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Subject: Re: [opendocument-users] Re: How to interpret the default-cell-style-name attribute in spreadsheets

Hi Robert,

On Tuesday 06 June 2006 13:13, Robert Knight wrote:
> I haven't been following the discussion closely until now, but I have
> re-read the entire conversation and I don't agree that a consensus was
> reached on your stated conclusion.

I wrote about _my_ observations. The conclusion and the proposals represent 
also my point of view. Should have made this clearer. :-| Sorry.

> What I read into the discussion is that the specification is vague on
> this matter,

IMO no.

> and that OpenOffice.org's current behaviour is what the 
> specification was trying to describe.

IMO no.

> To support my view, I think I 
> have found where the idea of @dcsn comes from (this is a Gnumeric
> mailing list posting from 6 years ago, some of the correspondants now
> work on OO.org):
> http://mail.gnome.org/archives/gnumeric-list/1999-July/msg00022.html
> The source code for Gnumeric ODS import filter contains some helpful
> notes on this as well.

I have not read it yet. Will do later...

> From a practical point of view, interpreting @dcsn as applying to the
> whole row / column just isn't very useful, and @dcsn is only there for
> pragmatic reasons.

If you want "row/column styles" (a default cell style for whole rows/columns), 
it results in processing the style one time for a row/col instead of 
processing it N times (where N is usually much bigger than the amount of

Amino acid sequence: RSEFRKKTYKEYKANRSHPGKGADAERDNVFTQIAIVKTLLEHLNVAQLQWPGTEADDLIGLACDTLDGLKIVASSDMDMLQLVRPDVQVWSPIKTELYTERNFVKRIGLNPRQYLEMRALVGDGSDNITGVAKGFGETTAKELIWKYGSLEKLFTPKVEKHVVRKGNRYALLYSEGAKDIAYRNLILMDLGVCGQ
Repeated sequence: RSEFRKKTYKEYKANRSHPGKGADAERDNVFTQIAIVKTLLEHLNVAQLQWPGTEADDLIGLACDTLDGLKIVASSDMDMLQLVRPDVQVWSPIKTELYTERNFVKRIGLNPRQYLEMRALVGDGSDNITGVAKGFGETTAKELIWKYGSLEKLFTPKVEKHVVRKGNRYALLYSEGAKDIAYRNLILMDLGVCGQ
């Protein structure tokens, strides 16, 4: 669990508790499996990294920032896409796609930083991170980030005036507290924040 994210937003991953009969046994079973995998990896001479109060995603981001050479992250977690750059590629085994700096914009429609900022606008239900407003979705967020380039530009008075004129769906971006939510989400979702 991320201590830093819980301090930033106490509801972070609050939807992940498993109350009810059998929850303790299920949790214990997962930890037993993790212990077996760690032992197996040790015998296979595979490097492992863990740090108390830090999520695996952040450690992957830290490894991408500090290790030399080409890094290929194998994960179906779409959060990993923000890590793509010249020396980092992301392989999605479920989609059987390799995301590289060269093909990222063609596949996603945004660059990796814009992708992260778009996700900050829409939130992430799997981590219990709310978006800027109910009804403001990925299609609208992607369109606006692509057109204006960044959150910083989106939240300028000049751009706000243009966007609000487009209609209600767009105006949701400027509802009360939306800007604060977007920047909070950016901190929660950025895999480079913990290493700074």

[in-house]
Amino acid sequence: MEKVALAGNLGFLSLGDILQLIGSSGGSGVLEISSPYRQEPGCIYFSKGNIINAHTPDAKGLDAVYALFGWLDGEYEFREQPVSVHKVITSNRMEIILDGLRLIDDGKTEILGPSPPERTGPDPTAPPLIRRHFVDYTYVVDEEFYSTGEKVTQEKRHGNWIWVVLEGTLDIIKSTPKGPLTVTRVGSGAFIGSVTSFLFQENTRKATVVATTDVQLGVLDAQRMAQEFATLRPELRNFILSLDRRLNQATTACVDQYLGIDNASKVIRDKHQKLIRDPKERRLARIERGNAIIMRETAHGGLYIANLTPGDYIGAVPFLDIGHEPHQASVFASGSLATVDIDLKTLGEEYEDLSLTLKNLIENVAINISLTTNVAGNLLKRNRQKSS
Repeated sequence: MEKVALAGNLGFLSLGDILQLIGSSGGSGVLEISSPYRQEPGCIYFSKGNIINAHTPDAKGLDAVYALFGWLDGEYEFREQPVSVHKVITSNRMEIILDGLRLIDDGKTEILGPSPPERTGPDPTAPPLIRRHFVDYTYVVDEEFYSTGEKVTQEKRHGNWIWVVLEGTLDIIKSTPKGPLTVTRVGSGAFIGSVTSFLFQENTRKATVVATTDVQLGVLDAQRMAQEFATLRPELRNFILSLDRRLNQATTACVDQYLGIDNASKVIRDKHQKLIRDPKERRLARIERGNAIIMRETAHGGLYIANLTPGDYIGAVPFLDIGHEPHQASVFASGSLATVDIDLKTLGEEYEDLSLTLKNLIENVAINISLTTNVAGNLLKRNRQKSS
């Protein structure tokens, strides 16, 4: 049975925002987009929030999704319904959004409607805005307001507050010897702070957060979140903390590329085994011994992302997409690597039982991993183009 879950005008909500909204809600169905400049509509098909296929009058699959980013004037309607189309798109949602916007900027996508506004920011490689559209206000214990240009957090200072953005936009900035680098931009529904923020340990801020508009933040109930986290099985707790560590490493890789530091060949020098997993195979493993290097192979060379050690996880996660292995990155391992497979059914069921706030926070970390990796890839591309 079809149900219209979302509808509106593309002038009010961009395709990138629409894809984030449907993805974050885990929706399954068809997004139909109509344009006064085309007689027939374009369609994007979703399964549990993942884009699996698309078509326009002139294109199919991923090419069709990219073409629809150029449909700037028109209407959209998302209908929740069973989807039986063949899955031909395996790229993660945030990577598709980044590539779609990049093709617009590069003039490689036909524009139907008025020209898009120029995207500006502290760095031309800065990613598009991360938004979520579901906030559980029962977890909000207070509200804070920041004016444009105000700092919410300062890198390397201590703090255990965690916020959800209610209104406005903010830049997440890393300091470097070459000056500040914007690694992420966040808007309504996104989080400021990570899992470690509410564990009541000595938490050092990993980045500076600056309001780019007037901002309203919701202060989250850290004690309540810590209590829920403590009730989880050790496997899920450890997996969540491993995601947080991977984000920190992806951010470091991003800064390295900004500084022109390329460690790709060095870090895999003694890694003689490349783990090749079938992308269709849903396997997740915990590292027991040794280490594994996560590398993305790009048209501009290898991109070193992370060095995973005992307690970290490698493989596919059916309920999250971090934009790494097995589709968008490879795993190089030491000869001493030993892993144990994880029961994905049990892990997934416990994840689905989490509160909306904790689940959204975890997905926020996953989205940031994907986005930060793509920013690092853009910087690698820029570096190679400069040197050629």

cells in one direction of the used area) when using the repetition attribute 
of cells for this. So, it's all about brevity (just the other way 
around ;-) ) and it is very pragmatic for this case. Besides that, it's more 
intuitive: for devs there's no exception; for users there's no difference 
between different spreadsheet applications (e.g. a _complete_ row has black 
background in all apps regardless of each app's dimension).

> Regarding the usage of tables in spreadsheets and tables in other
> applications,  unless I am missing something, I don't think there is
> an inconsistancy because there is a crucial difference between the two
> types of applications.

Right, "applications might resolve [the handling of incomplete/empty 
cols/rows] in different ways".
Interpreting the spec this way results in a different meaning of @dcsn in 
spreadsheet and in other apps, which would be just another exception a 
developer must be aware of and leads to issues with copy&pasting between 
those apps. I don't believe, that different looking used areas are meant when 
speaking of these different solutions. It's more likely the amount of cells 

> In a word processor or presentation, the table 
> has a clearly defined size (ie. however many rows or columns it has
> when you create it).

Right, they "have fixed size tables" (doc's table dimension).

> In a spreadsheet, the table does not have a 
> 'size' - since a spreadsheet is basically an infinite table.

Let's stay with "a fixed application dependent row and column number" to avoid 
a discussion about wether infinity is fixed or not. ;-)

> In order 
> for @dcsn to be useful, you have to pretend that the table does only
> have a certain size, and the easiest way to do this is to take the
> number of columns and rows in the used area.
> My understanding of @dcsn is that if we have a spreadsheet whoose
> right-most column containing a non-empty cell is say column G and
> whoose bottom-most row containing a non-empty cell is row 100,
> default cell styles will apply from cells A1 to G100 when loading the
> spreadsheet in, and not outside of that range. That is if I were to
> specify a default cell style for column G it would apply to G1-G100.
> If I were to specify a default cell style for row 100, it would apply
> to cells A100-G100  In other words, it will act like a fixed 100x7 
> table in a word document or presentation.

I tried to interpret the current spec in this way. I've already stated my 
conclusion of this.


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